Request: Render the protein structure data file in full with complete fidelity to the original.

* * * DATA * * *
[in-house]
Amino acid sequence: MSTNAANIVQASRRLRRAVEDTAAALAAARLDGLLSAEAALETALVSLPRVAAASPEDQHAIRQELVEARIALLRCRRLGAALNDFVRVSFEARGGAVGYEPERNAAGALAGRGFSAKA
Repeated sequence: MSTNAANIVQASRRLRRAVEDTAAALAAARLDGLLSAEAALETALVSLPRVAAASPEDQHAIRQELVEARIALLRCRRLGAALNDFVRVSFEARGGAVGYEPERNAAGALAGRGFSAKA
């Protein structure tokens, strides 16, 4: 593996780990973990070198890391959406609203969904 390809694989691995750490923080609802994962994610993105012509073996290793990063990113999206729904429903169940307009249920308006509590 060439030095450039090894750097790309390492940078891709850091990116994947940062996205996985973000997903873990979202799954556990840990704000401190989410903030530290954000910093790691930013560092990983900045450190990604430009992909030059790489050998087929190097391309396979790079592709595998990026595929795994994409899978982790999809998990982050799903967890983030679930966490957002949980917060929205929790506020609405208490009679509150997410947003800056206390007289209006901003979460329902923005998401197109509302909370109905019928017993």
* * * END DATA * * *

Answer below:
[in-house]
Amino acid sequence: MSTNAANIVQASRRLRRAVEDTAAALAAARLDGLLSAEAALETALVSLPRVAAASPEDQHAIRQELVEARIALLRCRRLGAALNDFVRVSFEARGGAVGYEPERNAAGALAGRGFSAKA
Repeated sequence: MSTNAANIVQASRRLRRAVEDTAAALAAARLDGLLSAEAALETALVSLPRVAAASPEDQHAIRQELVEARIALLRCRRLGAALNDFVRVSFEARGGAVGYEPERNAAGALAGRGFSAKA
């Protein structure tokens, strides 16, 4: 593996780990973990070198890391959406609203969904 390809694989691995750490923080609802994962994610993105012509073996290793990063990113999206729904429903169940307009249920308006509590 060439030095450039090894750097790309390492940078891709850091990116994947940062996205996985973000997903873990979202799954556990840990704000401190989410903030530290954000910093790691930013560092990983900045450190990604430009992909030059790489050998087929190097391309396979790079592709595998990026595929795994994409899978982790999809998990982050799903967890983030679930966490957002949980917060929205929790506020609405208490009679509150997410947003800056206390007289209006901003979460329902923005998401197109509302909370109905019928017993």